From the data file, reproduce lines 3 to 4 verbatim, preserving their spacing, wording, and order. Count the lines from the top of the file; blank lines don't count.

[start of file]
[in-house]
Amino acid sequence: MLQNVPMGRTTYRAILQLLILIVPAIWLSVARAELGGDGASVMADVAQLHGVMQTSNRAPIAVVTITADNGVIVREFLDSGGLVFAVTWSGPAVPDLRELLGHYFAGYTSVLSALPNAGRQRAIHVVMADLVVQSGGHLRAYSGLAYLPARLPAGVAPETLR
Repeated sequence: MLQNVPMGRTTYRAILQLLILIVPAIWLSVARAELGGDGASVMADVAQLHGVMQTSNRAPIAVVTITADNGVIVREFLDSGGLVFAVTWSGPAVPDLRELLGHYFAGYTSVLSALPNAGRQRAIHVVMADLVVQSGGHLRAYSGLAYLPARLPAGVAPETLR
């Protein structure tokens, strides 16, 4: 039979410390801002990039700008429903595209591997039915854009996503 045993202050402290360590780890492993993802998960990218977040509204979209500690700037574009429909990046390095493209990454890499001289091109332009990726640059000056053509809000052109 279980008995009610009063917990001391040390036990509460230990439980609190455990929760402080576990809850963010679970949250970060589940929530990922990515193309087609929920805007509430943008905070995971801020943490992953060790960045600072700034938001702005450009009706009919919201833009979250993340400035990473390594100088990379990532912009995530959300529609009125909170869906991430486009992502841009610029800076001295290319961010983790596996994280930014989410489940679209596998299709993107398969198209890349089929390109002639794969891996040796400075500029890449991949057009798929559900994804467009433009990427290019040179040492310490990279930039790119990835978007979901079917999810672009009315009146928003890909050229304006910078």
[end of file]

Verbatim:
Repeated sequence: MLQNVPMGRTTYRAILQLLILIVPAIWLSVARAELGGDGASVMADVAQLHGVMQTSNRAPIAVVTITADNGVIVREFLDSGGLVFAVTWSGPAVPDLRELLGHYFAGYTSVLSALPNAGRQRAIHVVMADLVVQSGGHLRAYSGLAYLPARLPAGVAPETLR
């Protein structure tokens, strides 16, 4: 039979410390801002990039700008429903595209591997039915854009996503 045993202050402290360590780890492993993802998960990218977040509204979209500690700037574009429909990046390095493209990454890499001289091109332009990726640059000056053509809000052109 279980008995009610009063917990001391040390036990509460230990439980609190455990929760402080576990809850963010679970949250970060589940929530990922990515193309087609929920805007509430943008905070995971801020943490992953060790960045600072700034938001702005450009009706009919919201833009979250993340400035990473390594100088990379990532912009995530959300529609009125909170869906991430486009992502841009610029800076001295290319961010983790596996994280930014989410489940679209596998299709993107398969198209890349089929390109002639794969891996040796400075500029890449991949057009798929559900994804467009433009990427290019040179040492310490990279930039790119990835978007979901079917999810672009009315009146928003890909050229304006910078």